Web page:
Due to the global threat to health and human safety posed by avian influenza monitoring has been conducted in the United States to determine the prevalence of such viruses in our wild waterfowl.
Unusual Suspects: Diving Ducks and Avian influenza
Due to the global threat to health and human safety posed by avian influenza monitoring has been conducted in the United States to determine the prevalence of such viruses in our wild waterfowl. However, such efforts have historically been focused predominately on dabbling ducks such as mallards, with little being known about the potential for diving ducks to contract and spread highly pathogenic avian influenza. The need to include diving ducks in research efforts became clear when researchers investigating the 2016 H7N8 outbreak in domestic turkey in Indiana reached a conclusion about how this novel strain emerged. The researchers reported that a related low-pathogenic virus had likely circulated asymptomatically, or without symptoms, among wild diving ducks, particularly scaup which is a mid-sized black and white duck, until it was transmitted to domestic turkeys and evolved into a highly pathogenic form of bird flu.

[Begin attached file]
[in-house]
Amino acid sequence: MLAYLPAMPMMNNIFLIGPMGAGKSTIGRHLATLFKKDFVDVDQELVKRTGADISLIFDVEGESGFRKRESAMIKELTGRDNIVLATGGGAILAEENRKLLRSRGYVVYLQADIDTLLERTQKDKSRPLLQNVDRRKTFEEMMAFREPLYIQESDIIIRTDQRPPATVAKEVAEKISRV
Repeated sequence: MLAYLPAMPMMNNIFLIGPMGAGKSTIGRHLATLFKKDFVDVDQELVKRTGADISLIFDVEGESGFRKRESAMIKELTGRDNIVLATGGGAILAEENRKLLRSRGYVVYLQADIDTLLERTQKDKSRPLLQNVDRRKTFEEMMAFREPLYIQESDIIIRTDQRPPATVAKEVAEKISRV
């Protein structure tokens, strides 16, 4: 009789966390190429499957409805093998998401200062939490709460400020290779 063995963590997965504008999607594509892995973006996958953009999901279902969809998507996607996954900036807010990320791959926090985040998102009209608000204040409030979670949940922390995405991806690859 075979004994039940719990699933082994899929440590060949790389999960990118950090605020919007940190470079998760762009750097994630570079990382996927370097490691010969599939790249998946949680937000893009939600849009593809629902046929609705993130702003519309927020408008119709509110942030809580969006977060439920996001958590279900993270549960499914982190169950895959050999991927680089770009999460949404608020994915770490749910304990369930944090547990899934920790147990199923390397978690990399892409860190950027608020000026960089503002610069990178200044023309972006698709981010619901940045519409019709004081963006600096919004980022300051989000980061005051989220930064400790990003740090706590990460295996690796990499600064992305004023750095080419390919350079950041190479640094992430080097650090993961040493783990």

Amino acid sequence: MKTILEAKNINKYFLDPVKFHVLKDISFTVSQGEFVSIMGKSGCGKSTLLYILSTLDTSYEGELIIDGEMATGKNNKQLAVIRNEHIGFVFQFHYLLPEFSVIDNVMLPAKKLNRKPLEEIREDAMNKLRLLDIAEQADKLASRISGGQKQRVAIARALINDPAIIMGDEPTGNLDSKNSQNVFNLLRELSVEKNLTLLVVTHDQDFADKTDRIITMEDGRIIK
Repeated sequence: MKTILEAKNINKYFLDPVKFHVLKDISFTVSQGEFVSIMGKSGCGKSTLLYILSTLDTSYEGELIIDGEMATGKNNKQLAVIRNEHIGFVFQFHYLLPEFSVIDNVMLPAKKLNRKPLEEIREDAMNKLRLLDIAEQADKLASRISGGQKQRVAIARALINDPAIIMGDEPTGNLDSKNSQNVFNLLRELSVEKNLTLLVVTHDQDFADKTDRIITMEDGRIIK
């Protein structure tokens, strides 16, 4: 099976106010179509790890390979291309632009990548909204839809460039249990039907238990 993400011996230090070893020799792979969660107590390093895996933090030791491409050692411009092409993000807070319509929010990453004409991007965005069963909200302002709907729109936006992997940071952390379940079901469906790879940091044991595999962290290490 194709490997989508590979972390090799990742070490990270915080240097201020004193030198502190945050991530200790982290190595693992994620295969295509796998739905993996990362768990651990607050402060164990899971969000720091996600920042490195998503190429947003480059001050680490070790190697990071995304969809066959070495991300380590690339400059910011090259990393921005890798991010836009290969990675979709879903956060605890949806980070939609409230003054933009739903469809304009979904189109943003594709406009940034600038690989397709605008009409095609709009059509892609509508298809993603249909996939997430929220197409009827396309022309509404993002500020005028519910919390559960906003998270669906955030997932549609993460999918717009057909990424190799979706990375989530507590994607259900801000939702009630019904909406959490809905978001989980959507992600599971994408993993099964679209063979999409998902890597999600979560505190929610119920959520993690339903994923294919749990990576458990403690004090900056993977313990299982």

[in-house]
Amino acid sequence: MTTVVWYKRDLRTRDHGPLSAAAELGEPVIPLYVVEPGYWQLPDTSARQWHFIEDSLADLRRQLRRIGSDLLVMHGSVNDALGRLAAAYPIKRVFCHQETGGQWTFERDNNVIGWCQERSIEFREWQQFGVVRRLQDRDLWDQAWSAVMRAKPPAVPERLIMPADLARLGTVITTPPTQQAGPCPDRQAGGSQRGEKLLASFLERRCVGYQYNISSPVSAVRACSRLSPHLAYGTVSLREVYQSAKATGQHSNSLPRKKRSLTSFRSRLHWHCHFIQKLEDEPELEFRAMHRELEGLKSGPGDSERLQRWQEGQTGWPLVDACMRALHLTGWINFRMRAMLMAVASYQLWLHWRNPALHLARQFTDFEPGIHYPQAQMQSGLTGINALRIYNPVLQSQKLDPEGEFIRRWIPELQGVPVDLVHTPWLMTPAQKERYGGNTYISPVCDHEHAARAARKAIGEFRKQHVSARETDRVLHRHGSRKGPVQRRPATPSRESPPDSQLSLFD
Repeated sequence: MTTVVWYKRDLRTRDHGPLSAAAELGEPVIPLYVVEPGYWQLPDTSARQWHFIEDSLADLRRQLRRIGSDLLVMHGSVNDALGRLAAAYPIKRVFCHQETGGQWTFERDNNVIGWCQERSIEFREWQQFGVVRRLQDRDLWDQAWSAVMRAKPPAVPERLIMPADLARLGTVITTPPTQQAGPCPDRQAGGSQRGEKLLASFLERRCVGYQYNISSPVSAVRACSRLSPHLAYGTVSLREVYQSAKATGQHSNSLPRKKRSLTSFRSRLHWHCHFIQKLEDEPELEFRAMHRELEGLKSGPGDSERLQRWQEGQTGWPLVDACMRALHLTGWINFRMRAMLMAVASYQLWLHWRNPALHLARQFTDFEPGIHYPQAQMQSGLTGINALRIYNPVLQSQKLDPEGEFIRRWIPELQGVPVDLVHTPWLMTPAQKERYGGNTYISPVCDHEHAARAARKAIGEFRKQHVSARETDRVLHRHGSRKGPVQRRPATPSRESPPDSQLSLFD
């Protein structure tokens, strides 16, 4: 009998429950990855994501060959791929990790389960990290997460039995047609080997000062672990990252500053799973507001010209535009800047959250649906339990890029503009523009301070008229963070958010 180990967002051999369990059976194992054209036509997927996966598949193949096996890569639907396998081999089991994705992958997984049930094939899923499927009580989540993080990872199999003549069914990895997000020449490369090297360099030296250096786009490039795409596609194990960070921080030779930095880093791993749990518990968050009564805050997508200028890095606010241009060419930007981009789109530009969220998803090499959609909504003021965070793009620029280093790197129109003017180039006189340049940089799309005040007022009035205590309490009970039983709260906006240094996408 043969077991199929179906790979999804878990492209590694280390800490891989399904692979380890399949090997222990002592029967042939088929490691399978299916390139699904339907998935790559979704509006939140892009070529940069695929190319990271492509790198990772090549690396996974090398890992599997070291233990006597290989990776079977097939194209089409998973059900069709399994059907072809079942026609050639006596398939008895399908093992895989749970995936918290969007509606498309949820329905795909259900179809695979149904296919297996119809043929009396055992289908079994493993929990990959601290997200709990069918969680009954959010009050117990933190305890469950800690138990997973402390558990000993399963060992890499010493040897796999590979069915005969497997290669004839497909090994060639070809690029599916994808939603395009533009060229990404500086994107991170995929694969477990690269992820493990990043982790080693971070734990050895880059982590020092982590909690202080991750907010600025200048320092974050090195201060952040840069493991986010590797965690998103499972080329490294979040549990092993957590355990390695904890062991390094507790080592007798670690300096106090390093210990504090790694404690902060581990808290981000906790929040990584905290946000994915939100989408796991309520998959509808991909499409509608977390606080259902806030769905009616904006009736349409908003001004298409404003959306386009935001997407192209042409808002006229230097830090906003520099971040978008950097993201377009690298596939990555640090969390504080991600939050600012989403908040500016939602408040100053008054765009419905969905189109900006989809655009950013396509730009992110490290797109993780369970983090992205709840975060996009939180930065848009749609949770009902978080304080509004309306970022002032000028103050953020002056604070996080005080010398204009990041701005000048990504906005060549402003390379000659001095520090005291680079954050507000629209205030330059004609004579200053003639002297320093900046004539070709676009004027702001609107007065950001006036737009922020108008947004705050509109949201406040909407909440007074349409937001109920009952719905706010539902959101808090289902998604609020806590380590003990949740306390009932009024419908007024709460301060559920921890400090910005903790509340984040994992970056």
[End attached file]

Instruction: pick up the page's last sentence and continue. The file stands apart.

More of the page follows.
To improve our understanding of the role diving ducks may play in the spread and persistence of different strains of avian influenza, scientists with the USGS and U.S. Department of Agriculture collaborated to test the susceptibility of captive ruddy ducks and lesser scaup, two prominent diving duck species, to highly pathogenic avian influenza and identify the potential for these species to spread the virus in the wild. None of the captive birds inoculated with the highly pathogenic avian influenza virus showed clinical signs of infection, meaning that infected birds appeared healthy even if they eventually died from the infection. Interestingly, the diving ducks tested in this study only shed or release the virus in their feces for seven days post infection, and shed lower quantities of virus during this time than dabbling ducks inoculated with the same viral strains in a previous study.
Data from this study suggests that while diving ducks are viable vectors for highly pathogenic avian influenza, they shed less virus during a shorter window of time than dabbling ducks. However, the potential for diving duck species to contribute to the spread of highly pathogenic avian influenza means that disease prevalence monitoring remains a vital need. Even with the knowledge gained from this work, many questions remain. USGS scientists will continue their research on avian influenza to keep pace with the constantly changing threat presented by this virus.
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